We know of course if Clinton or Gore were in President Bush's shoes, the= Washington press corps and the kibitzers on the TV shouting shows would ha= ve ripped them apart if either man offered the "apology" that the Bush team= came up with to get the spy plane's crew released. But that's how the game= has been played by the corporate press since Watergate -- rip apart the De= mocrats and fawn over the Republicans.

The corporate press seems obsessed with the idea that the appearance of = Bush's legitimacy is necessary for the good of the nation. It's best not to= be bothered with the inconvenient details of how the Bush team stole the e= lection in Florida, or with the blatant giveaway of the nation's wealth and= resources to the folks who backed him, or with the simple truth that Bush = is a dangerous lightweight propped up by the most right-wing cabinet and ad= visory team ever assembled in Washington.

Thank goodness for a sign of Spring as welcome as the first sighting of = a robin or opening day at Fenway Park -- the annual announcement of Project= Censored's list of the most underreported news stories.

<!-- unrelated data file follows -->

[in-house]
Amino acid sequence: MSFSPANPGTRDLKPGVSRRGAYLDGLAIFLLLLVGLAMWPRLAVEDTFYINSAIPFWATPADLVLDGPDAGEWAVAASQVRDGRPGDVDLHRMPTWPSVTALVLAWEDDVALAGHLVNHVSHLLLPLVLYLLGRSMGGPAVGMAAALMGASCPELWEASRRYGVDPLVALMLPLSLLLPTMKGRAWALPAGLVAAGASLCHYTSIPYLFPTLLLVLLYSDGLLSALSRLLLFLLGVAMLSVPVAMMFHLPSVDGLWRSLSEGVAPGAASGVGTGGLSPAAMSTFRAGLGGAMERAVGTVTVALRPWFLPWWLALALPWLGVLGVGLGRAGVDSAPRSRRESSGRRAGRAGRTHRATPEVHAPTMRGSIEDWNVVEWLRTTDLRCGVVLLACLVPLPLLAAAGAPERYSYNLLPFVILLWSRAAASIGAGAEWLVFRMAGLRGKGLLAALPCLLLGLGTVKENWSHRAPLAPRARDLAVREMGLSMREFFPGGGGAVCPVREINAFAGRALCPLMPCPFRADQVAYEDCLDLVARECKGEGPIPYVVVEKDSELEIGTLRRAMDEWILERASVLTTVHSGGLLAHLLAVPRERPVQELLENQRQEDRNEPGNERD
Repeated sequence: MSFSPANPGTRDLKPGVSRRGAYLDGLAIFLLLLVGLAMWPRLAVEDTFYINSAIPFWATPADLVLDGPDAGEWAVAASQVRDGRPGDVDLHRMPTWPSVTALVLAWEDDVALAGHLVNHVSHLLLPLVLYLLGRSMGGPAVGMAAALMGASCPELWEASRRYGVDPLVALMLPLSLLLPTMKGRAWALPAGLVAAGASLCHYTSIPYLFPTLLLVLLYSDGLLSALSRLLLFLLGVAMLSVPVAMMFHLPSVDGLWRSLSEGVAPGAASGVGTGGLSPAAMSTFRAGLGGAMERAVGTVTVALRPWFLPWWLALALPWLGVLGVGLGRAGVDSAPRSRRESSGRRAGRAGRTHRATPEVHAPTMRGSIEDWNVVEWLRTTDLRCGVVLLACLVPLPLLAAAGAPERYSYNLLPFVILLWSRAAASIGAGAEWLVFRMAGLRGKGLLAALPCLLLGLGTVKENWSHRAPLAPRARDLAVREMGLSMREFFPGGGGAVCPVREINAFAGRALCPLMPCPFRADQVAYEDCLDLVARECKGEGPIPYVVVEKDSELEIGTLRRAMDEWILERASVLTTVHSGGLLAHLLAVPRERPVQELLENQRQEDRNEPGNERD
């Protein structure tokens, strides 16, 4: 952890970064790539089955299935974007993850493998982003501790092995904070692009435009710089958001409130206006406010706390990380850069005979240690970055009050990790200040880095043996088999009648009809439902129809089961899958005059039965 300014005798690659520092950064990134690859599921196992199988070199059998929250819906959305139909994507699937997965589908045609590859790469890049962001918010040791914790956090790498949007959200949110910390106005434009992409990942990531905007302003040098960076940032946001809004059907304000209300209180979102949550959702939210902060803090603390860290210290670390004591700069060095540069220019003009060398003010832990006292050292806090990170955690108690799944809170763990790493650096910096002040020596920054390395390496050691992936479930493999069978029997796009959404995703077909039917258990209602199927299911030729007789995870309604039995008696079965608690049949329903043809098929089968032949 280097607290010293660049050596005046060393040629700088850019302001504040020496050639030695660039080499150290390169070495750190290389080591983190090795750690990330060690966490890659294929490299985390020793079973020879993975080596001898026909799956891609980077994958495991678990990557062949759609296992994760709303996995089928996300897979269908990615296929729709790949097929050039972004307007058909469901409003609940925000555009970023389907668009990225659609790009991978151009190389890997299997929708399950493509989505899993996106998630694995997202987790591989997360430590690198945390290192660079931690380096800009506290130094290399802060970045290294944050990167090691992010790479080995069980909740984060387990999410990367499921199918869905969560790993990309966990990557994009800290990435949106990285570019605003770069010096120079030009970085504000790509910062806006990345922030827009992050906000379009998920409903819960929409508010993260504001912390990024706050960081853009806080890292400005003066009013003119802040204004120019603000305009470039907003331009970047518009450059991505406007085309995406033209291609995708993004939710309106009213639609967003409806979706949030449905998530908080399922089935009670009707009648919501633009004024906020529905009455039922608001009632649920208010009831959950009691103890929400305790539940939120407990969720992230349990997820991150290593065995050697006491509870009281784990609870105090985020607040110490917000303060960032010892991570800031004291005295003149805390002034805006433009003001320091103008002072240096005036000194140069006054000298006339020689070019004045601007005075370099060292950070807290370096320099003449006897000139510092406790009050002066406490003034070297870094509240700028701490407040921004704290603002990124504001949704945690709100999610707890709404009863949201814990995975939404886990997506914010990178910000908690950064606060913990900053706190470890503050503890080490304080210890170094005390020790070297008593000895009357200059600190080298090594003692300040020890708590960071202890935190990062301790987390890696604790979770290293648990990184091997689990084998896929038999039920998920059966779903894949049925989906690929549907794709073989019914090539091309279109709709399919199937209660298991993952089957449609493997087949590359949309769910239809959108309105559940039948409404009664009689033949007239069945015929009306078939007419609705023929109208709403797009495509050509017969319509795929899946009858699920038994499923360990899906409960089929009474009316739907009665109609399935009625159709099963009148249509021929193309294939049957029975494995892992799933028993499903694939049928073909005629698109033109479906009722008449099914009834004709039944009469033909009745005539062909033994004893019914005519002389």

This the 25th year that the media studies program at California's Sonoma= State University has cataloged stories that have appeared in the alternati= ve press, scientific journals, trade newsletters and other print media, but= haven't gotten much of an airing in the corporate press. The 2001 yearbook= has just been published by Seven Stories Press and excerpts can be found a= t http://www.projectcensored.org.

Every newsroom in the country ought to have a copy of the Project Censor= ed yearbook. Instead of godding up President Bush, Vice President Cheney an= d Alan Greenspan, the Washington press might dig deeper into the stories th= atmade Project Censored top 10 list.

(1.) Potable water is now a commodity more precious than oil orgold. Mor= e than one billion people lack access to fresh drinking water. Ofcourse, th= is represents an opportunity for corporations such as Bechtel,Monsanto and = others, who are trying to privatize and control water suppliesand reap the = profits.